A New Novel about the Pioneers of Early America

Posted on: 08/06/2020 Back to all blog posts

Fur trapping and trading was the first big business in America. Trappers tramped all across the American wilderness in search of beavers to trap for their thick, lush pelts, and traders followed them upstream, offering them and the Native Americans they encountered goods and supplies in exchange for furs. These men set up trading posts, and those posts often became the heart of a new settlement. In this way, the traders were integral to the expansion of early America, and it is hard to imagine how much different the country would be without their influence.

Royal Fireworks Press has published a novel to tell the stories of some of these early pioneers: Pioneer Traders. This novel is part of the growing series of books in our Adventures on the American Frontier collection, which explores some of the lesser-known people who helped to shape the United States into the country that we know today. The fact that most of the figures highlighted in these books are names not frequently encountered in standard history texts is part of what makes this collection significant. However, a few noteworthy names also appear from time to time, and when they do, it’s to tell stories that we don’t often hear. In Pioneer Traders, for example, children will read about Abraham Lincoln, best known as the 16th president of the United States but far less known as a talented young trader whose trading journeys put him face to face with the slave trade—an event that helped to formulate Lincoln’s views on what he wanted to do with his life. And we all know that it wasn’t to become a famous trader.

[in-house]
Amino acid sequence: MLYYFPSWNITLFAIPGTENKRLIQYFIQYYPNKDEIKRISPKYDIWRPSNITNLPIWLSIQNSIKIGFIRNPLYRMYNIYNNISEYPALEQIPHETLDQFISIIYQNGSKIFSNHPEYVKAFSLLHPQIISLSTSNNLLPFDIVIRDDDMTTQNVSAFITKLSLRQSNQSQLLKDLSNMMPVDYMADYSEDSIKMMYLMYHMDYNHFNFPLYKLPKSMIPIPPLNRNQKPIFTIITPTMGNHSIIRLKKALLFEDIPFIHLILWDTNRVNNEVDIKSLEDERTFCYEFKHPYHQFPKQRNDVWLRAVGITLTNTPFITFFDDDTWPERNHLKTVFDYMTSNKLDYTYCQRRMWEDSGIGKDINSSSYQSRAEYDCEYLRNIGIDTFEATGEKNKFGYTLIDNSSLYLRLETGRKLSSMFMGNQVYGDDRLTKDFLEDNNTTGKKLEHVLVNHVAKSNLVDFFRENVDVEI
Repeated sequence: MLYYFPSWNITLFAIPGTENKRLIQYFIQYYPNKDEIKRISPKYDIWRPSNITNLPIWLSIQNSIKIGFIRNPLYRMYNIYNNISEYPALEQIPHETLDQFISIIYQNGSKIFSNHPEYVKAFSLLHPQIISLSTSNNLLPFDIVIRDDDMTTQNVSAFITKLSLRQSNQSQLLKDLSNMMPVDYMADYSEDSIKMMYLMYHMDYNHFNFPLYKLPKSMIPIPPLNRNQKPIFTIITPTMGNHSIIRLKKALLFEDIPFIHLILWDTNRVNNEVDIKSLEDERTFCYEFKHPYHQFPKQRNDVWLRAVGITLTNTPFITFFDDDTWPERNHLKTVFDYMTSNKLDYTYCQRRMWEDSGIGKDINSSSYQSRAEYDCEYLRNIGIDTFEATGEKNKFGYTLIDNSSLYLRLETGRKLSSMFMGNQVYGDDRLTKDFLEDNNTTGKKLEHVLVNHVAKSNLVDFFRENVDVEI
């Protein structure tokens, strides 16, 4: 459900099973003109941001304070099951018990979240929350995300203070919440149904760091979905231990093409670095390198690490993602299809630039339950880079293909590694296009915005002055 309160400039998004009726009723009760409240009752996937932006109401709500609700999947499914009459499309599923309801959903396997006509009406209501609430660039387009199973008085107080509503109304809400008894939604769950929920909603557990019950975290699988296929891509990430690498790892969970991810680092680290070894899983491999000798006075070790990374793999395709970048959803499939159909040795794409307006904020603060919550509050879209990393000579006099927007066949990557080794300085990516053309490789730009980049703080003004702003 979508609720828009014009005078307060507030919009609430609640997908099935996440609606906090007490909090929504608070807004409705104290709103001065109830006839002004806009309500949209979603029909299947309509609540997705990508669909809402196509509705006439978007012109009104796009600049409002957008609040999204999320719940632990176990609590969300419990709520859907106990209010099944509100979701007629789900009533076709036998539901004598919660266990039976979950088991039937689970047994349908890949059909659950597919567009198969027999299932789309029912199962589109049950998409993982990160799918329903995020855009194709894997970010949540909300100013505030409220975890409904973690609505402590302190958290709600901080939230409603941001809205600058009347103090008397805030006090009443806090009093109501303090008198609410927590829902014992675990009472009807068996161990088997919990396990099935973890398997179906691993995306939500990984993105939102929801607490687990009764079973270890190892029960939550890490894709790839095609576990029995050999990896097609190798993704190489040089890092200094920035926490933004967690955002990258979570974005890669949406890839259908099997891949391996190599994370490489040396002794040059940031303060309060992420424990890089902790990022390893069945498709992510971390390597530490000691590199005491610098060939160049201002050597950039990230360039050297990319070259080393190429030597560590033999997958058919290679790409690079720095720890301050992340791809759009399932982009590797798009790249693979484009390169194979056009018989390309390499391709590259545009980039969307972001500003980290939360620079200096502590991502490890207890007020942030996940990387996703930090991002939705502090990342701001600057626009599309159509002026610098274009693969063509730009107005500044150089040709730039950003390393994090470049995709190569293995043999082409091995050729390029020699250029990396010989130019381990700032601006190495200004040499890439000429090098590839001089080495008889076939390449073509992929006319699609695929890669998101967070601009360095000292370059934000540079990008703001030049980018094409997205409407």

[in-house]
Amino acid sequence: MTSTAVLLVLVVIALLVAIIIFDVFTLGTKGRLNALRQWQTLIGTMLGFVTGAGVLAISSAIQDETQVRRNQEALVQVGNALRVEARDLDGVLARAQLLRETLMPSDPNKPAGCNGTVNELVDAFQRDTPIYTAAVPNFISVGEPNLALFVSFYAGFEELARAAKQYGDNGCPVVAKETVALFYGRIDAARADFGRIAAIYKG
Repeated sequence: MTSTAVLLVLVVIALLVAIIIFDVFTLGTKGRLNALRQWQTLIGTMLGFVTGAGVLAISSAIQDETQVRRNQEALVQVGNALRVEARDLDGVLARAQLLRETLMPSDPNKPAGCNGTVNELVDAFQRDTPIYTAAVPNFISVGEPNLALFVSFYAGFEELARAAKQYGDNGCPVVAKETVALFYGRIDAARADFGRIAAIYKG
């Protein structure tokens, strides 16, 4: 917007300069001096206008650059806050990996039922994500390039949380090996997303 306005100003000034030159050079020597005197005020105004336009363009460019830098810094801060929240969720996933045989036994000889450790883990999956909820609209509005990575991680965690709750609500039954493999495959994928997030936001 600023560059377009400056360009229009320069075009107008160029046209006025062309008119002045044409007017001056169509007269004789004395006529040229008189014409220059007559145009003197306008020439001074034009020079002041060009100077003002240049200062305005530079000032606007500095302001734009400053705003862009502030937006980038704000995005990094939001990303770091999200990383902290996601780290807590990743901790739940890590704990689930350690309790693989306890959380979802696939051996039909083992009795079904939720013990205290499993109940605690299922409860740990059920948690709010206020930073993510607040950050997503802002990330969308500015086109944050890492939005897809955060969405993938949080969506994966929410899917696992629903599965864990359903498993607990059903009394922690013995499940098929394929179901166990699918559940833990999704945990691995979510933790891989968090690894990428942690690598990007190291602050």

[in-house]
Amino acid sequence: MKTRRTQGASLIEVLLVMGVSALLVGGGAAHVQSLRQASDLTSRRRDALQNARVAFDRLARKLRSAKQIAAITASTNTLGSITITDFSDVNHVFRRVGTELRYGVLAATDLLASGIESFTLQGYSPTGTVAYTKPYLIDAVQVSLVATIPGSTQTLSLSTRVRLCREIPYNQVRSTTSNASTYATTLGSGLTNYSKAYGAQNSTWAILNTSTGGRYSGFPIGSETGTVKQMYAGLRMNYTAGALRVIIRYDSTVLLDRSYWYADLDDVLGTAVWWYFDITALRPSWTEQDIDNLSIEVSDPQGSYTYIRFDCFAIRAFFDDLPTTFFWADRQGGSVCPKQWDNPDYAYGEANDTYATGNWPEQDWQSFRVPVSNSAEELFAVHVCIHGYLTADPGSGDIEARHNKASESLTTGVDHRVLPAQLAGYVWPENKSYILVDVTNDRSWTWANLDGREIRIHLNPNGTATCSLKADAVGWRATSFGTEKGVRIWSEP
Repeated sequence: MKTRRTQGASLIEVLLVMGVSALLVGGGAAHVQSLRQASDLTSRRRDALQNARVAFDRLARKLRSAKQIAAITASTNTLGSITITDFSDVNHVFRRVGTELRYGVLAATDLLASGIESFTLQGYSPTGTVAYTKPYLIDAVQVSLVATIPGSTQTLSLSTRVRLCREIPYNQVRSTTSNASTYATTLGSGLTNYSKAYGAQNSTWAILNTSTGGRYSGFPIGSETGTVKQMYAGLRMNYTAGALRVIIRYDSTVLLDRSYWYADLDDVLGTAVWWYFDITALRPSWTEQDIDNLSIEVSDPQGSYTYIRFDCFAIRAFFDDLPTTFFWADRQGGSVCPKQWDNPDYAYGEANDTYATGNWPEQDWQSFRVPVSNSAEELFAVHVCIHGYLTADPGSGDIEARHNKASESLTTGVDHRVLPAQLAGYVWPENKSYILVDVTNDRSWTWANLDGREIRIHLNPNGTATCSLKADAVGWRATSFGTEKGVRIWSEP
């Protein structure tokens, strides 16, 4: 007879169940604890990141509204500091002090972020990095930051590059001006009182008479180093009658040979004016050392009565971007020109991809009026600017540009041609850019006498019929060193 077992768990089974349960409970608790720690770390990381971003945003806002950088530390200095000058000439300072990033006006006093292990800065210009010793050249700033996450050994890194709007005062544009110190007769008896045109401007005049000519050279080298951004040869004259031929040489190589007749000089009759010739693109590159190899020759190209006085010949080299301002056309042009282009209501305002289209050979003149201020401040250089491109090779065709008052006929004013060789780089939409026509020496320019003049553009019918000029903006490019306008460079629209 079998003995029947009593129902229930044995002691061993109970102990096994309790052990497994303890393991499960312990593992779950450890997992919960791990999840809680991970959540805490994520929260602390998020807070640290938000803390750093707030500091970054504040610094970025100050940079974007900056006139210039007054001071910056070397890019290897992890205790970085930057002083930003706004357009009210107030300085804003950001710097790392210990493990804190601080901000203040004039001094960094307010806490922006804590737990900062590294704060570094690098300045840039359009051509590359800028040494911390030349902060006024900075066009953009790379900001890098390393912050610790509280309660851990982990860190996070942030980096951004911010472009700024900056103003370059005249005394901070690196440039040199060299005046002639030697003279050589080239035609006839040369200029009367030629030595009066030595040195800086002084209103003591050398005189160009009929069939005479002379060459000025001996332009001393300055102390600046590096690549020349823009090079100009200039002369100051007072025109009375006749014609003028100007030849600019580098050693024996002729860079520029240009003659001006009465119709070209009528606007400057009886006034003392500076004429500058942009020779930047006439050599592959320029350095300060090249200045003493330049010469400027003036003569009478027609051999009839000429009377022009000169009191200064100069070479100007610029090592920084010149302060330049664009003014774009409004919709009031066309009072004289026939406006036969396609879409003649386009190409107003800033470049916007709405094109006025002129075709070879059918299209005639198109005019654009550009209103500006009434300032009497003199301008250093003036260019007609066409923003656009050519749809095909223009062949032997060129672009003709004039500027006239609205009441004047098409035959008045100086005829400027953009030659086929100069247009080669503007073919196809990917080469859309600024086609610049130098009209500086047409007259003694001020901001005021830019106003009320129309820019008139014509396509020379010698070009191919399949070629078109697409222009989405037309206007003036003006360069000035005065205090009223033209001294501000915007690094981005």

Be sure not to miss the other books in the Adventures on the American Frontier collection. Each one tells a valuable piece of the story of the history of America. These novels are also available as series of books that are printed in a special dyslexia-friendly font and that contain audio of the stories being narrated so that kids who struggle with reading can follow along. In this way, all children can have access to these fun and interesting stories from American history.

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